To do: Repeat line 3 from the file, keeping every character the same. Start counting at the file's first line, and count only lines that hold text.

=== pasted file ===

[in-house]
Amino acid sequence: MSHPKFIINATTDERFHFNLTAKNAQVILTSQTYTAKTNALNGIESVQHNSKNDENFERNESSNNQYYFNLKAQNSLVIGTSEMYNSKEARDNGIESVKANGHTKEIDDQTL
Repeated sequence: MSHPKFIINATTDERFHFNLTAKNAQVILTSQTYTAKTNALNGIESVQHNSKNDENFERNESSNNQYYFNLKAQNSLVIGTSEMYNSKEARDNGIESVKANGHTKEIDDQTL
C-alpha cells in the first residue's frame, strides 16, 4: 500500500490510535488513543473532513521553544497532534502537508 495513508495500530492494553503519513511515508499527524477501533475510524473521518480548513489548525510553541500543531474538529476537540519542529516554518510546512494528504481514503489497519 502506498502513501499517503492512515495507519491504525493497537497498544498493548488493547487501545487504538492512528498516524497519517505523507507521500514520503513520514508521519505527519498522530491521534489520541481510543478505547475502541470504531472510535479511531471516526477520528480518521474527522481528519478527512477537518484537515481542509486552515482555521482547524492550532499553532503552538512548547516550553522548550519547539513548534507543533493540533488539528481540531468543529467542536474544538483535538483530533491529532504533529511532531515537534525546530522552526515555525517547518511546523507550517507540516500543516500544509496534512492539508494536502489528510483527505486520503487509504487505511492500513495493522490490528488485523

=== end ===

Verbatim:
Repeated sequence: MSHPKFIINATTDERFHFNLTAKNAQVILTSQTYTAKTNALNGIESVQHNSKNDENFERNESSNNQYYFNLKAQNSLVIGTSEMYNSKEARDNGIESVKANGHTKEIDDQTL